Please use this identifier to cite or link to this item:
Infection control influence of Middle East respiratory syndrome coronavirus: A hospital-based analysis
Al-Tawfiq, J
Abdrabalnabi, R
Taher, A
Mathew, S
Rahman, K
Acceso Abierto
BACKGROUND: Middle East respiratory syndrome coronavirus (MERS-CoV) caused multiple outbreaks. Such outbreaks increase economic and infection control burdens. We studied the infection control influence of MERS-CoV using a hospital-based analysis.METHODS: Our hospital had 17 positive and 82 negative cases of MERS-CoV between April 1, 2013, and June 3, 2013. The study evaluated the impact of these cases on the use of gloves, surgical masks, N95 respirators, alcohol-based hand sanitizer, and soap, as well as hand hygiene compliance rates.RESULTS: During the study, the use of personal protective equipment during MERS-CoV compared with theperiod before MERS-CoV increased dramatically from 2,947.4 to 10,283.9 per 1,000 patient-days (P<.0000001) for surgical masks and from 22 to 232 per 1,000 patient-days (P <.0000001) for N95 masks. The use of alcohol-based hand sanitizer and soap showed a significant increase in utilized amount (P<.0000001). Hand hygiene compliance rates increased from 73% just before the occurrence of the first MERS case to 88% during MERS cases (P = .0001). The monthly added cost was $16,400 for included infection control items.CONCLUSIONS: There was a significant increase in the utilization of surgical masks, respirators, soap and alcohol-based hand sanitizers. Such an increase is a challenge and adds cost to the healthcare system.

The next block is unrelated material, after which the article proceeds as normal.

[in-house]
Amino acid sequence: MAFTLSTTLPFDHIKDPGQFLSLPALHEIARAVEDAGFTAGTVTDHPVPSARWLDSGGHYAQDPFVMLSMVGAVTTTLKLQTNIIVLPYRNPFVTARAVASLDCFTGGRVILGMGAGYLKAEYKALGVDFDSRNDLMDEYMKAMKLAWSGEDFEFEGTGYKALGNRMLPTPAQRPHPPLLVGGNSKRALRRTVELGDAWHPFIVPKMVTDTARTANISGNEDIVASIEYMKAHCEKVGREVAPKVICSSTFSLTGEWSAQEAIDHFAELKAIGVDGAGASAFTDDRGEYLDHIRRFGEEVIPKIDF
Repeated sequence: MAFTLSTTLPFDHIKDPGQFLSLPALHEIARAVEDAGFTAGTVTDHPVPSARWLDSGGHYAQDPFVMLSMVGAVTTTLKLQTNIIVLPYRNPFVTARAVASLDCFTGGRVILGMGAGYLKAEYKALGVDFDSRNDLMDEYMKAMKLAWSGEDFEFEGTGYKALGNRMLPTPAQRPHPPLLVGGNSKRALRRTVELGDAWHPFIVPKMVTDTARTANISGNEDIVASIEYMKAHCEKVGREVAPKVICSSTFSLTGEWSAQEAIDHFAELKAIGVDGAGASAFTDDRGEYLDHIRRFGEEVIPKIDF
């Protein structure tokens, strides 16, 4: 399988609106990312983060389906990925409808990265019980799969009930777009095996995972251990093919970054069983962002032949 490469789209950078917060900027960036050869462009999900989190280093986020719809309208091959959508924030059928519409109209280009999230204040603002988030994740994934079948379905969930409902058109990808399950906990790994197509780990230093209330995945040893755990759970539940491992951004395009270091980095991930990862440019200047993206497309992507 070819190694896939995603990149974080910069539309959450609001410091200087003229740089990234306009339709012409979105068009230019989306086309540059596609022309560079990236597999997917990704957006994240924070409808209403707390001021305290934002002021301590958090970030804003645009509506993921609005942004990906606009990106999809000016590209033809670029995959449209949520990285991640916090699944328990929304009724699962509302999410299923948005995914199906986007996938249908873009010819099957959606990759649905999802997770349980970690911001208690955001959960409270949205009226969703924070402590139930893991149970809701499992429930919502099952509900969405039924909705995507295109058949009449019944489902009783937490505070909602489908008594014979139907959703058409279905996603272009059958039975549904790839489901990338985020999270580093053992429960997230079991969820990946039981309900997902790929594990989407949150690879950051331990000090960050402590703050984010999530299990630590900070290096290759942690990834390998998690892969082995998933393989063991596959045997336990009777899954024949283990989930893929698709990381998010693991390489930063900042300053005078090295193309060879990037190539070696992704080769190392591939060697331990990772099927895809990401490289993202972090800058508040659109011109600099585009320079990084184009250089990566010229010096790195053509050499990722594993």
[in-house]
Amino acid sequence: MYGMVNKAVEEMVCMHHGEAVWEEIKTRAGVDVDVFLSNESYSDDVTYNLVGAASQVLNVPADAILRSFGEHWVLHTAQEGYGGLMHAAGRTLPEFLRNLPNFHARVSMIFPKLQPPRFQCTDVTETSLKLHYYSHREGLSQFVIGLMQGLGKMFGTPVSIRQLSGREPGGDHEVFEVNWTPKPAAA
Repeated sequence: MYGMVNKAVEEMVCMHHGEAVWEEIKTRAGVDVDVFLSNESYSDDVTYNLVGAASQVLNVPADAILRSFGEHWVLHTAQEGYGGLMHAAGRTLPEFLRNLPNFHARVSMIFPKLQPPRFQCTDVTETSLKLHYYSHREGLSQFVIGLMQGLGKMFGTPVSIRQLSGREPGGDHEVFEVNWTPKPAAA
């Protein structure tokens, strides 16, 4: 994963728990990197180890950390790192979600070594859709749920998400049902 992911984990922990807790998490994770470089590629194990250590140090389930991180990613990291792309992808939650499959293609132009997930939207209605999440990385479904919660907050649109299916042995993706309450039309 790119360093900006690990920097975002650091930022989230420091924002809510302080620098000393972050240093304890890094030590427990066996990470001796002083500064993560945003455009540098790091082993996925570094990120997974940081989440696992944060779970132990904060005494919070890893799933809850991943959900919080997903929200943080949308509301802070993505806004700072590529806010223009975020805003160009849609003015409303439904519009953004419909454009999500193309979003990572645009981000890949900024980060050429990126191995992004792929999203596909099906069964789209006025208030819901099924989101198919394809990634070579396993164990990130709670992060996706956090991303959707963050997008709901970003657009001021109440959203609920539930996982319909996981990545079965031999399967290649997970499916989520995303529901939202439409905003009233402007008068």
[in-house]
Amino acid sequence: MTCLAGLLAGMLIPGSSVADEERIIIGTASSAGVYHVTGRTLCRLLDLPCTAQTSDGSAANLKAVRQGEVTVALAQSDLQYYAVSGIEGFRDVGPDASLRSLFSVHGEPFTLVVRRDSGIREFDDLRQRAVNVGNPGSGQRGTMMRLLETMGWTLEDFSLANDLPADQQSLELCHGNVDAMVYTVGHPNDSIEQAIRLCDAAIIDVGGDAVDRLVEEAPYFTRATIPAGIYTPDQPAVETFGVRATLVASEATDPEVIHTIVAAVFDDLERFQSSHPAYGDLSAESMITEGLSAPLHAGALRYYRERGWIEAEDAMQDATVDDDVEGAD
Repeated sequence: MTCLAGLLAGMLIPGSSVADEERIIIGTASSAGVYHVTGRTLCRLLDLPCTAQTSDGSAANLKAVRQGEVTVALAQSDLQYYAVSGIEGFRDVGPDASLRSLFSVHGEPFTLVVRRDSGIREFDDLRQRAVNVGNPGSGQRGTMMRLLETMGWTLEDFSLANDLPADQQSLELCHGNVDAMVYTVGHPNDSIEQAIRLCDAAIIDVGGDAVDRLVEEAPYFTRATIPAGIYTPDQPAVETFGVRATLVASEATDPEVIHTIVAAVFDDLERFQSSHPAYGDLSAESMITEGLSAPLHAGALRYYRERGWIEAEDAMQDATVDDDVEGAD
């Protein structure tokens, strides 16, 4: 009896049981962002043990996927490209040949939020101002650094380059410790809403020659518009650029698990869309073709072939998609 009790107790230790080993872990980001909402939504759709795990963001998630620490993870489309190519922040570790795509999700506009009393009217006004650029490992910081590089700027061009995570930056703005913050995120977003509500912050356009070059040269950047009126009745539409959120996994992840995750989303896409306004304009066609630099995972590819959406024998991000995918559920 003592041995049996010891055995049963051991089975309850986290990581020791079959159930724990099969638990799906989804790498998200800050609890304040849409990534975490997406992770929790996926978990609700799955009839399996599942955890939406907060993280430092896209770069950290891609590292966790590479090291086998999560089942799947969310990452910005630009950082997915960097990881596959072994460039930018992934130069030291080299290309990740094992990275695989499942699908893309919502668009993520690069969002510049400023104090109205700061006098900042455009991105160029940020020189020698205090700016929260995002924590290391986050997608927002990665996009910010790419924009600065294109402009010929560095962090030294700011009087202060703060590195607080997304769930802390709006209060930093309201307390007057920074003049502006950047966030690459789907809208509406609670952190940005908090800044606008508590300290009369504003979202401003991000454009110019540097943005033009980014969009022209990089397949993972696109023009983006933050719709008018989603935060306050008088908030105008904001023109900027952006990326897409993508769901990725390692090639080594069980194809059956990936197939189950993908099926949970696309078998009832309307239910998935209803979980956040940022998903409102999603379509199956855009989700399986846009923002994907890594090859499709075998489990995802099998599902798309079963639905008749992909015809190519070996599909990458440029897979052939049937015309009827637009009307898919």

AJIC - American Journal of Infection Control
Appears in Collections:Artículos científicos

Upload archives

File SizeFormat 
108721.pdf691.93 kBAdobe PDFView/Open